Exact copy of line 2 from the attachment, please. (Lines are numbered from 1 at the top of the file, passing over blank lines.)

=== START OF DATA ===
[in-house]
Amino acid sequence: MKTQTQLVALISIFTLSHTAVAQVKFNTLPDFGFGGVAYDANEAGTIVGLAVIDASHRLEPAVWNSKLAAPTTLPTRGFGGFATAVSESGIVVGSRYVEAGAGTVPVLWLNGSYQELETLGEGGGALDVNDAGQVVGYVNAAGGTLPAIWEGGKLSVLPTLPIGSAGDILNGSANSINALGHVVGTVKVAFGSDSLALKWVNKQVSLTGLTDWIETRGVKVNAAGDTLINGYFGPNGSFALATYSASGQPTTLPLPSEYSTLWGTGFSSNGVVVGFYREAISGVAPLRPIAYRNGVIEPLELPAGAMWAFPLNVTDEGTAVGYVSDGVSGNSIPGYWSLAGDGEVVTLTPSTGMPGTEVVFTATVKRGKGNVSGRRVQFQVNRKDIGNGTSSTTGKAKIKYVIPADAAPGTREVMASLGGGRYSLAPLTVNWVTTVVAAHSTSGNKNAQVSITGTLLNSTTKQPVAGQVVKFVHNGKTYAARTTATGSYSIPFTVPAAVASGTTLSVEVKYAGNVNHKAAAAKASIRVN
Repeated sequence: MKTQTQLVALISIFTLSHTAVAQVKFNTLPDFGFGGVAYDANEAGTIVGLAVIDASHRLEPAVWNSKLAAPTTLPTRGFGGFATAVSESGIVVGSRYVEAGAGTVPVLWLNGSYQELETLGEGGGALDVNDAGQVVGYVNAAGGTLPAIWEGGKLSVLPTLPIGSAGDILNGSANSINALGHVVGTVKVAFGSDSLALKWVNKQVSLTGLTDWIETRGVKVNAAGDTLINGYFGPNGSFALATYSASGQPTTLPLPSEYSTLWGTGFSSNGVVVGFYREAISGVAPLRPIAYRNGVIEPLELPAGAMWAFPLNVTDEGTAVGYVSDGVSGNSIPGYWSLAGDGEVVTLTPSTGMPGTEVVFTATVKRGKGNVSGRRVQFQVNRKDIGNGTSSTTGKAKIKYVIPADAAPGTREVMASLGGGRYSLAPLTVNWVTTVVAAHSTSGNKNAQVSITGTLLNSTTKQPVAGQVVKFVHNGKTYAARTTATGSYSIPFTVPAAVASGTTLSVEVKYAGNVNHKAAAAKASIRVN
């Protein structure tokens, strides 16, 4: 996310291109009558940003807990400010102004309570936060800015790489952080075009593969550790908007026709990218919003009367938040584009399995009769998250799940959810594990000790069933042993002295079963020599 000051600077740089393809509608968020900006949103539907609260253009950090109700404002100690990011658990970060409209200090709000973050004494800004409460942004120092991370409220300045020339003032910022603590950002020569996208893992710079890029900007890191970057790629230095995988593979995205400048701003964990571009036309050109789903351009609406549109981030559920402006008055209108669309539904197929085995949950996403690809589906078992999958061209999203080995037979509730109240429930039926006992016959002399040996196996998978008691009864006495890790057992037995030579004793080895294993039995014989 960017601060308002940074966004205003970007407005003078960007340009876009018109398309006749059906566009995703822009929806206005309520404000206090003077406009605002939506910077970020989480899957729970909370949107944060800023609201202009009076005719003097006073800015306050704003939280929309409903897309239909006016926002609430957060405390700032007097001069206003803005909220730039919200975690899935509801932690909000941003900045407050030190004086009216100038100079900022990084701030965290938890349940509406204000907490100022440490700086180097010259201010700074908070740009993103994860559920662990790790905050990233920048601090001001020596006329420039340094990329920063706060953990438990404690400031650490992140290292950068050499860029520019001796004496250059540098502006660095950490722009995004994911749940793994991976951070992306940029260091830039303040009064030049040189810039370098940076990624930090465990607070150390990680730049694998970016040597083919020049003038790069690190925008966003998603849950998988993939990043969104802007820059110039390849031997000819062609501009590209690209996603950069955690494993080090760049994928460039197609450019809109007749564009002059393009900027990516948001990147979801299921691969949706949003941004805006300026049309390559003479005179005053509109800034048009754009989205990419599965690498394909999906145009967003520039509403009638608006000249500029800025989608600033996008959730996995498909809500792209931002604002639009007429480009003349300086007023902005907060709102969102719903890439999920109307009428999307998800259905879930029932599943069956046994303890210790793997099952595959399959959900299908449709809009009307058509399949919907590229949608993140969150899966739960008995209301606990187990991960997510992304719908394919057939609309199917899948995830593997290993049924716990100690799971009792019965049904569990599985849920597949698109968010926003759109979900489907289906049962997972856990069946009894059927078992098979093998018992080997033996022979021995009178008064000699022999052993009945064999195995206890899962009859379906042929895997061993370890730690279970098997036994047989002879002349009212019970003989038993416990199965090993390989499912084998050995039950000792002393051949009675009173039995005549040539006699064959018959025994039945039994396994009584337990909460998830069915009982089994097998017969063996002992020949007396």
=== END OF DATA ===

Amino acid sequence: MKTQTQLVALISIFTLSHTAVAQVKFNTLPDFGFGGVAYDANEAGTIVGLAVIDASHRLEPAVWNSKLAAPTTLPTRGFGGFATAVSESGIVVGSRYVEAGAGTVPVLWLNGSYQELETLGEGGGALDVNDAGQVVGYVNAAGGTLPAIWEGGKLSVLPTLPIGSAGDILNGSANSINALGHVVGTVKVAFGSDSLALKWVNKQVSLTGLTDWIETRGVKVNAAGDTLINGYFGPNGSFALATYSASGQPTTLPLPSEYSTLWGTGFSSNGVVVGFYREAISGVAPLRPIAYRNGVIEPLELPAGAMWAFPLNVTDEGTAVGYVSDGVSGNSIPGYWSLAGDGEVVTLTPSTGMPGTEVVFTATVKRGKGNVSGRRVQFQVNRKDIGNGTSSTTGKAKIKYVIPADAAPGTREVMASLGGGRYSLAPLTVNWVTTVVAAHSTSGNKNAQVSITGTLLNSTTKQPVAGQVVKFVHNGKTYAARTTATGSYSIPFTVPAAVASGTTLSVEVKYAGNVNHKAAAAKASIRVN